Track 22 – “Wondrous Love” by Pine Mountain Girls’ Octet &
Track 23 – “Pretty Polly” by Locust Grove Octet
Before twenty-two-year-old folklorist Alan Lomax, with his wife, Elizabeth, departed for a two-and-a-half-month-long recording trip through East Kentucky in the fall of 1937, he tempered his own expectations and those of his paymasters at the Library of Congress’s Archive of Folk Song. Coal companies, he warned, along with phonograph records and the radio, might well have compromised the traditional mountain music he was looking to document. These “metropolitan intrusions backed by wealth and prestige,” he wrote, served to modernize and homogenize the region’s former diversity of repertoire and performance styles. And indeed, of the thirty-two hours of recordings the Lomaxes made that fall in ten Kentucky coalfield counties, there are a number of faithfully mediocre renderings of treacly pop-country songs made famous by the likes of Gene Autry and Vernon Dalhart, whose records were (and remain) littered around the region. But these intrusions existed congenially alongside fiddle tunes, banjo breakdowns, and old-time love songs and ballads learned through the oral tradition, proof that it was both expansive and flexible enough to admit new adaptations or conceptions, however occasionally puerile, of mountain music.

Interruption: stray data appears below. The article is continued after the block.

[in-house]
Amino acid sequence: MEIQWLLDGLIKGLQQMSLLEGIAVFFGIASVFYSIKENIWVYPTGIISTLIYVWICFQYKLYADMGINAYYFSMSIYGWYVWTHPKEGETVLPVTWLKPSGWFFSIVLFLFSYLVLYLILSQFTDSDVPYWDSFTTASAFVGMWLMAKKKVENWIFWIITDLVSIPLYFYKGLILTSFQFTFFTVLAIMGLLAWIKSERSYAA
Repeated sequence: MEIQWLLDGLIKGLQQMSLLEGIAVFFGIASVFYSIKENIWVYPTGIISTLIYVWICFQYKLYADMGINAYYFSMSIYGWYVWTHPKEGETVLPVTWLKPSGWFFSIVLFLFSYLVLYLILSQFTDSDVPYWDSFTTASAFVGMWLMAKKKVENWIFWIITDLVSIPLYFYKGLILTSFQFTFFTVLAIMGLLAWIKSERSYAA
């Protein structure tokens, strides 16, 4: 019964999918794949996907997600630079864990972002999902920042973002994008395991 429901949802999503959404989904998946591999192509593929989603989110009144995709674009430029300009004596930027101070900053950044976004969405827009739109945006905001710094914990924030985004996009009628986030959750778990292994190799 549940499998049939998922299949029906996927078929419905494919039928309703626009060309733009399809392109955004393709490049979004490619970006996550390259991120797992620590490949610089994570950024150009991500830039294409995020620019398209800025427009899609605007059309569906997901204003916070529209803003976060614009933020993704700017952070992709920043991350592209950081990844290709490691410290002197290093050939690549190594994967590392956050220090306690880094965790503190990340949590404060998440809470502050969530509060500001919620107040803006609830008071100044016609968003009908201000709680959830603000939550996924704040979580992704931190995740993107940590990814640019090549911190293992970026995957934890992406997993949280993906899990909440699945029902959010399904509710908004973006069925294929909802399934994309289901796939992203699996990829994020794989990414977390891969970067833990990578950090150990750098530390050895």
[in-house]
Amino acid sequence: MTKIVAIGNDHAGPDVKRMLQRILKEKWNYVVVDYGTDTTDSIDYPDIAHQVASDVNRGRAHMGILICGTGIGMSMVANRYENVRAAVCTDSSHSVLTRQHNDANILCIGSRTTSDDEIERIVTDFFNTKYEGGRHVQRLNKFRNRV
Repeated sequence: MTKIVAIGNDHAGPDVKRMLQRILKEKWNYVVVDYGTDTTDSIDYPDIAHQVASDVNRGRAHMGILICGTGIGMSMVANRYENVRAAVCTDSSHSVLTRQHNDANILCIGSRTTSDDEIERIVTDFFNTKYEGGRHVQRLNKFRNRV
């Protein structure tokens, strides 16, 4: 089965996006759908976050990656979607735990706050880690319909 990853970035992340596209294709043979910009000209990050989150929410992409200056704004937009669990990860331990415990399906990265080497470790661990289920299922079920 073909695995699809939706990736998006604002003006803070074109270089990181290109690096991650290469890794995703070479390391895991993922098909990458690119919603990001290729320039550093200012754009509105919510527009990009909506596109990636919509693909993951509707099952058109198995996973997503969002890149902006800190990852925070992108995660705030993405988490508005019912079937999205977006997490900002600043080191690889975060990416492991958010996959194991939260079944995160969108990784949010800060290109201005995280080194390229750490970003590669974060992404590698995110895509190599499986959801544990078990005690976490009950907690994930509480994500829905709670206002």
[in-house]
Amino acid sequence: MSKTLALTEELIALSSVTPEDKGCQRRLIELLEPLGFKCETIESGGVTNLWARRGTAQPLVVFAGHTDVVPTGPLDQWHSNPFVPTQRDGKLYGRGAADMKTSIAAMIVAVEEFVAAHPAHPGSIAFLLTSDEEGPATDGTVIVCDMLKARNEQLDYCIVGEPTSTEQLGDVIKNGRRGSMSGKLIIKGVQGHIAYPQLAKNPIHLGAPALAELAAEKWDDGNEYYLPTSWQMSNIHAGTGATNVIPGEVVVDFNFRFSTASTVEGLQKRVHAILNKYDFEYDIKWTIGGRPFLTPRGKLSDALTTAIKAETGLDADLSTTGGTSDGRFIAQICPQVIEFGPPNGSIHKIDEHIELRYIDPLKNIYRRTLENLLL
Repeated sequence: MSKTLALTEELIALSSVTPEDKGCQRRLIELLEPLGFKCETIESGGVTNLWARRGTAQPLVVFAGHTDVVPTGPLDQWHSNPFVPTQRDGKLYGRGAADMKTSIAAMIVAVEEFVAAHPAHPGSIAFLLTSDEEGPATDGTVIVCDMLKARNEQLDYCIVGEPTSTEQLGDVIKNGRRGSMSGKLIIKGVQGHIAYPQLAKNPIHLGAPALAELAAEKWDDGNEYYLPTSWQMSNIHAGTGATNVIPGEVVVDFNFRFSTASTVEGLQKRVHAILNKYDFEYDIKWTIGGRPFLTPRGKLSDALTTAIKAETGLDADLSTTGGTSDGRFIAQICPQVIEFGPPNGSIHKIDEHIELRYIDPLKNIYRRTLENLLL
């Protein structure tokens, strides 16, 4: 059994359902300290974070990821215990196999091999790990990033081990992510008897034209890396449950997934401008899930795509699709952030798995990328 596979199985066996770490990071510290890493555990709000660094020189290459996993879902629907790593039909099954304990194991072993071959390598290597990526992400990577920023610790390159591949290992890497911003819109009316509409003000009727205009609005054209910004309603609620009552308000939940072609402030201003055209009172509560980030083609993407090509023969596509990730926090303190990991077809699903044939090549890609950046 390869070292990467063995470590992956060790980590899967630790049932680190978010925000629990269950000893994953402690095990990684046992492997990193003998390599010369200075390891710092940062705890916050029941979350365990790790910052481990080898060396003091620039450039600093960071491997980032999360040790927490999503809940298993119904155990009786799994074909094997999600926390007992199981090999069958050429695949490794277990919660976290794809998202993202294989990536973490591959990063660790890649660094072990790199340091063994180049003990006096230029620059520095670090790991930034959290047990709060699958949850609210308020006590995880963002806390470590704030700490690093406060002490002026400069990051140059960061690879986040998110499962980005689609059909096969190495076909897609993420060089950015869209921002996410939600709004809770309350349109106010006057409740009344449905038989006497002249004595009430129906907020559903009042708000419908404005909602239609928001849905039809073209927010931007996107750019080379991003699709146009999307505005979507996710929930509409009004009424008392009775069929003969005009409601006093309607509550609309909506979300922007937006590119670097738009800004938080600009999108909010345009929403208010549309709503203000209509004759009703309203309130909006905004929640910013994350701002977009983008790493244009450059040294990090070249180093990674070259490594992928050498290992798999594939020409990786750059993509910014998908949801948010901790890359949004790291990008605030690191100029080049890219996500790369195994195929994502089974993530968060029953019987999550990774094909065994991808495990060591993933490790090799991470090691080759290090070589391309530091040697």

When it comes to reimaginings of the traditional, there is nothing in the 1937 Lomax Kentucky collection that compares with the four brief pieces sung by the all-female octet of the Pine Mountain Settlement School in Harlan County—performances as sublime as they are sui generis. The octet featured two sets of three sisters along with two other young women in their late teens and early twenties—all natives of Southeast Kentucky and none with any formal voice training—singing under the direction of the school’s director, Glyn Morris, and with piano accompaniment by school principal Arthur Dodd. They sang in stoic four-part harmony, sounding world-weary and far older than their years, and with only the slightest trace of Central Appalachian accents. Their performances are touched with a memorable disquiet, particularly in the famous ballad of “Pretty Polly,” concerning the enticement and murder of a woman not much older than themselves. “Her name was Pretty Polly,” they sang, with a twist on the next line that I’ve never heard elsewhere: “I know so well.”
By the time the Lomaxes recorded them, the octet had recently completed two long concert tours, in November 1936 and May 1937. The former had taken them through the Midwest, where they made an appearance at Mr. and Mrs. Henry Ford’s weekly Friday night hoedown at the Ford Company’s research center in Dearborn, Michigan; the latter included a performance at the White House for the Roosevelts and two hundred fifty guests. The purpose of these tours was to publicize the school’s educational mission in impoverished Southeast Kentucky to donors through concerts of what a Cincinnati Enquirer reviewer called “sad tunes from rural England of the seventeenth and eighteenth centuries which have been preserved in remote sections of the Kentucky Mountains.” Their production also featured a segment of English country dances, learned at the school, and a run-through of square-dance figures that the English folklorist and song-collector Cecil Sharp had dubbed on his 1917 visit to Pine Mountain—with a bit more pretension than was due—the “Kentucky Running Set.”